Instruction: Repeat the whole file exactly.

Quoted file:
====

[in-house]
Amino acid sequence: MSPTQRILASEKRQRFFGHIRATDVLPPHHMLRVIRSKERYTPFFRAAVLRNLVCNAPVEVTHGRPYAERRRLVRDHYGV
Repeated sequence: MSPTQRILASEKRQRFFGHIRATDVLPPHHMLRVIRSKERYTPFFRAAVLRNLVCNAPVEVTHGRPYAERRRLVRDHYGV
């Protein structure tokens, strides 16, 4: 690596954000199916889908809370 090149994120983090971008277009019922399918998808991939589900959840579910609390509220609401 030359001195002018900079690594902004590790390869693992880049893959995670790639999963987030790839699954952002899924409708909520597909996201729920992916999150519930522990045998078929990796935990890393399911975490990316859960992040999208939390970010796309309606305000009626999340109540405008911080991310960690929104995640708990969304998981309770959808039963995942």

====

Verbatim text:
[in-house]
Amino acid sequence: MSPTQRILASEKRQRFFGHIRATDVLPPHHMLRVIRSKERYTPFFRAAVLRNLVCNAPVEVTHGRPYAERRRLVRDHYGV
Repeated sequence: MSPTQRILASEKRQRFFGHIRATDVLPPHHMLRVIRSKERYTPFFRAAVLRNLVCNAPVEVTHGRPYAERRRLVRDHYGV
């Protein structure tokens, strides 16, 4: 690596954000199916889908809370 090149994120983090971008277009019922399918998808991939589900959840579910609390509220609401 030359001195002018900079690594902004590790390869693992880049893959995670790639999963987030790839699954952002899924409708909520597909996201729920992916999150519930522990045998078929990796935990890393399911975490990316859960992040999208939390970010796309309606305000009626999340109540405008911080991310960690929104995640708990969304998981309770959808039963995942």